Automating documenation deployment with Travis, rake and nix

Background

In the previous post we generated documentation using Doxygen with Exhale to handle Sphinx. Now we will clean up the earlier workflow with rake and ensure the environment is reproducible with nix while deploying to Travis CI.

Series

  1. Documenting C++ with Doxygen and Sphinx - Exhale
  2. Publishing Doxygen and Sphinx with Nix and Rake <– You are here
  3. Documenting C++ with Doxygen and Sphinx - doxyrest
  4. Adding Tutorials to Sphinx Projects

Setup

A quick reminder of the setup we generated in the last post:

tree -d $prj/ -L 2
.
├──docs
│  ├──Doxygen
│  └──Sphinx
├──nix
│  └──pkgs
├──projects
│  └──symengine
└──scripts
8directories

We had further setup files to enable documentation generation with a manual two stage process (handling doxygen and sphinx separately).

cd docs/Doxygen
doxygen Doxyfile-prj.cfg
cd ../Sphinx
make html
mv build/html ../../public

This might be extracted into a simple build.sh script, and then we might decide to have a clean.sh script and then we might try to replicate all the functionality of a good build system with scripts.

Thankfully, we will instead start with a build script defined as above to transition to nix, before using an actual build tool for our dirty work.

Adding Nix

It wouldn’t make sense for me to not stick nix into this. I recall the dark days of setting up Dockerfiles to ensure reproducible environments on Travis.

At this point one might assume we will leverage the requirements.txt based workflow described earlier in Niv and Mach-Nix for Nix Python. While this would make sense, there are two barriers to its usage:

  • It is slower than a poetry build, as dependency resolution is performed
  • It does not play well with existing projects
    • Most python projects do not rely solely on requirements.txt 1

Poetry2Nix

Recall that as sphinx is originally meant for and most often used for Python projects, we will need to consider the possibility (remote though it is) that there might be users who would like to test the documentation without setting up nix.

Thus we will look to the poetry2nix project instead. We note the following:

  • The poetry2nix setup is faster (as it consumes a lockfile instead of solving dependencies from requirements.txt)
    • mach-nix however, is more flexible and can make use of the poetry2nix overrides
  • In a strange chicken and egg problem, we will have to manually generate the lockfile, thereby creating an impure poetry project for every update, though the nix setup will not need it later
    • This is one of the major reasons to prefer mach-nix for newer projects

Shell Environment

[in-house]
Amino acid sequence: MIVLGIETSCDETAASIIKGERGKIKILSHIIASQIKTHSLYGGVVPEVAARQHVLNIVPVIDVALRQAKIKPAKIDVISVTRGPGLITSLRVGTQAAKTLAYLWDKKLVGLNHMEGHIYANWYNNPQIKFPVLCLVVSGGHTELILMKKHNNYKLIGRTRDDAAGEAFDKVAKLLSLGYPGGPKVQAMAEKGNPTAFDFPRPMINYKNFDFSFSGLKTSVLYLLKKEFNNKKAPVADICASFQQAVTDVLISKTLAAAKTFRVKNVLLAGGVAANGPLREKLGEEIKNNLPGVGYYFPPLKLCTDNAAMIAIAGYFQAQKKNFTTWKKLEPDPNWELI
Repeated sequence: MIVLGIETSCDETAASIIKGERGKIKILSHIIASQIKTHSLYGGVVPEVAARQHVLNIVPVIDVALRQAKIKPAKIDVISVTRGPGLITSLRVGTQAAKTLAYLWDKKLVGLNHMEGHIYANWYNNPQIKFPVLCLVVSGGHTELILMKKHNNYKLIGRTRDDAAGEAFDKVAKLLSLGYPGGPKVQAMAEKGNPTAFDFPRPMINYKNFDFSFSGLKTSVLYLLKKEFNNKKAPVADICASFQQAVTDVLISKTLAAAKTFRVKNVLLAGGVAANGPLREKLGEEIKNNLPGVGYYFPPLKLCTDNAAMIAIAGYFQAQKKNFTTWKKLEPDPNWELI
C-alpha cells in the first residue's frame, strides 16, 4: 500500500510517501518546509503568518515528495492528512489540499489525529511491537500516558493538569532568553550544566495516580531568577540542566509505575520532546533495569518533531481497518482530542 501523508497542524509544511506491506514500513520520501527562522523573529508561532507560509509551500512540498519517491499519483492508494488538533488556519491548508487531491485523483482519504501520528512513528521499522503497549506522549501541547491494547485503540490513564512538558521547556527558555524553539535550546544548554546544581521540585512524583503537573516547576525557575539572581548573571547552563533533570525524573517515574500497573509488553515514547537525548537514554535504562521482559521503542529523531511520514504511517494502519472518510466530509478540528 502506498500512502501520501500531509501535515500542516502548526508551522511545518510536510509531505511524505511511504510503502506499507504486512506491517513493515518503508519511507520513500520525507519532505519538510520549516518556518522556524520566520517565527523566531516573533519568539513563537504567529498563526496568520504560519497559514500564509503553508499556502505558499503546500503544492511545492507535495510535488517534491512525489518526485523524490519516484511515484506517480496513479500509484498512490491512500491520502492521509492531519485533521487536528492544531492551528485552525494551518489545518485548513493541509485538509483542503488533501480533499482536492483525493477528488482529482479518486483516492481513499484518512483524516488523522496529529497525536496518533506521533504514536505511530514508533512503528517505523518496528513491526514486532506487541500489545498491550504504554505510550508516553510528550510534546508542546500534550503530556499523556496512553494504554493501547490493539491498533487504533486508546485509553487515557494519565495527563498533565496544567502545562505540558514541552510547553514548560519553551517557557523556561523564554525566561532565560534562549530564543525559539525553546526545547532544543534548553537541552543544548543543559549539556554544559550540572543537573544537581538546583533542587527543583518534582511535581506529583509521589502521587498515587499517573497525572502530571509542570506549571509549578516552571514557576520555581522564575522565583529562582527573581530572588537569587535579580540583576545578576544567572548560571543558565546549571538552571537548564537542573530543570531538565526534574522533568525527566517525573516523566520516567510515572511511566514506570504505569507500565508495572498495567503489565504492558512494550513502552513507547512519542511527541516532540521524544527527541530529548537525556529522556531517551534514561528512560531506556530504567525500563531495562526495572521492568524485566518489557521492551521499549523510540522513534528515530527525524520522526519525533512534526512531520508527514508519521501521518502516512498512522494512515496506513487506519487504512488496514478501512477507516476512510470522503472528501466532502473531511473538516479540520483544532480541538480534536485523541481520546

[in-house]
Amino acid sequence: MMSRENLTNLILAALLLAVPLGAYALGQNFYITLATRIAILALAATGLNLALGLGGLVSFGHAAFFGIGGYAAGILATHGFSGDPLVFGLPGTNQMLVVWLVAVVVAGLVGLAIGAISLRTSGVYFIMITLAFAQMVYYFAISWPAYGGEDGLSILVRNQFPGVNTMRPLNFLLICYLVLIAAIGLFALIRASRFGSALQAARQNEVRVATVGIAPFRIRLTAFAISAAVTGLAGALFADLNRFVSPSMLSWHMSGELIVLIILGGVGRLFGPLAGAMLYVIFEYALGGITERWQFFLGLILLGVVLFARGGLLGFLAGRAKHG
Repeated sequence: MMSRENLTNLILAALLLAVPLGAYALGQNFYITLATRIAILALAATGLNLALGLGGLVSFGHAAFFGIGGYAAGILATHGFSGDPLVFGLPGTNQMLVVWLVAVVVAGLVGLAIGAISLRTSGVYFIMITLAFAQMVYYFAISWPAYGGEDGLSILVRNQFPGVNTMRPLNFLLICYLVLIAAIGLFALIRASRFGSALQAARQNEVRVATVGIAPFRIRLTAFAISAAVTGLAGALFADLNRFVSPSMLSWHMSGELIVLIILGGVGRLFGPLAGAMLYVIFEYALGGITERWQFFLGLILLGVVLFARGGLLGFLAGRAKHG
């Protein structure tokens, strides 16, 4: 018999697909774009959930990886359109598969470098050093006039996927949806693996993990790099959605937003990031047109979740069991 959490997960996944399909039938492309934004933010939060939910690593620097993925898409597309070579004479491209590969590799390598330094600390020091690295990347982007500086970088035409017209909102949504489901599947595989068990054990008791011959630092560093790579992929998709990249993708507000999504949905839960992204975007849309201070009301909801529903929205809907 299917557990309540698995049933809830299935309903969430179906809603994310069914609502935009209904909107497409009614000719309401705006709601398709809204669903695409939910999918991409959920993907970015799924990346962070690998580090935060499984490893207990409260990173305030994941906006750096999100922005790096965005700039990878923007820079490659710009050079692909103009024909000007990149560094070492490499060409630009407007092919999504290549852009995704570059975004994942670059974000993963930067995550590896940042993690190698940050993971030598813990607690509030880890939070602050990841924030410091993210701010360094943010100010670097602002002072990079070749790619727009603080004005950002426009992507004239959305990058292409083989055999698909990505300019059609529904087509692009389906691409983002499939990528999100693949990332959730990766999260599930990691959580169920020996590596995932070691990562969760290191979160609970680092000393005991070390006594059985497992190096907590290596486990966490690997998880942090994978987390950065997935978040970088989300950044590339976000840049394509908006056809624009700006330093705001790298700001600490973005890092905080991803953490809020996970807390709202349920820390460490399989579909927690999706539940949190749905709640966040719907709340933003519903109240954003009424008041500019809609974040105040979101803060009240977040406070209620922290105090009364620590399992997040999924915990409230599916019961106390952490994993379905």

We prep our sources in the usual way, by running niv init in the project root to generate the nix/ folder and the sources therein. With all that in mind, the shell.nix file at this point is fairly standard, keeping the general niv setup in mind (described in a previous Nix tutorial):

# -*- mode: nix-mode -*-
let
  sources = import ./nix/sources.nix;
  pkgs = import sources.nixpkgs { };
  customPython = pkgs.poetry2nix.mkPoetryEnv { projectDir = ./.; };
in pkgs.mkShell {
  buildInputs = with pkgs; [ doxygen customPython rake darkhttpd ];
}

Where the most interesting aspect is that the projectDir is to be the location of the project root, though both poetrylock and pyproject variables are supported.

Refactoring

We consider the problem of refactoring the build.sh script:

#!/usr/bin/env bash
cd docs/Doxygen
doxygen Doxyfile-prj.cfg
cd ../Sphinx
make html
mv build/html ../../public

Without resorting to methods such as nix-shell --run build.sh --pure.

Nix Bash

Script in hand, we would like to be able to run it directly in the nix environment. We modify the script as follows:

#! /usr/bin/env nix-shell
#! nix-shell deps.nix -i bash

# Build Doxygen
cd docs/Doxygen
doxygen Doxyfile-syme.cfg

# Build Sphinx
cd ../Sphinx
make html
mv build/html ../../public

# Local Variables:
# mode: shell-script
# End:

This calls on a deps.nix2 which we shall generate in a manner very reminiscent of the shell.nix 3 as follows:

let
  sources = import ./../nix/sources.nix;
  pkgs = import sources.nixpkgs { };
  customPython = pkgs.poetry2nix.mkPoetryEnv { projectDir = ./../.; };
in pkgs.runCommand "dummy" {
  buildInputs = with pkgs; [ doxygen customPython ];
} ""

Only the paths have changed, and instead of creating and returning a shell environment with mkShell we instead “run” a derivation instead. At this point we can run this simply as:

./scripts/build.sh

This is reasonably ready (as a first draft) for being incorporated into a continuous integration workflow.

Travis CI

Seeing as Travis provides first class nix support, as well as excellent integration with GitHub, we will prefer it.

Settings

A minor but necessary evil is setting up a PAP (personal access token) from here. Depending on what repositories are being used, the scope should encompass repo permissions (minimally public_repo), and admin:org permissions might be required.

Having obtained the token, we will need to navigate to the Settings section on the Travis web-UI and add the token as an environment variable, we might be partial to a name like GH_TOKEN.

Figure 1: Settings at travis-ci.com/host/proj/settings

Figure 1: Settings at travis-ci.com/host/proj/settings

Build Configuration

We will leverage the following configuration:

language: nix

before_install:
  - sudo mkdir -p /etc/nix
  - echo "substituters = https://cache.nixos.org/ file://$HOME/nix.store" | sudo tee -a /etc/nix/nix.conf > /dev/null
  - echo 'require-sigs = false' | sudo tee -a /etc/nix/nix.conf > /dev/null

before_script:
  - sudo mkdir -p /etc/nix && echo 'sandbox = true' | sudo tee /etc/nix/nix.conf

script:
  - scripts/build.sh

before_cache:
  - mkdir -p $HOME/nix.store
  - nix copy --to file://$HOME/nix.store -f shell.nix buildInputs

cache:
  nix: true
  directories:
    - $HOME/nix.store

deploy:
  provider: pages
  local_dir: ./public/
  skip_cleanup: true
  github_token: $GH_TOKEN # Set in the settings page of your repository, as a secure variable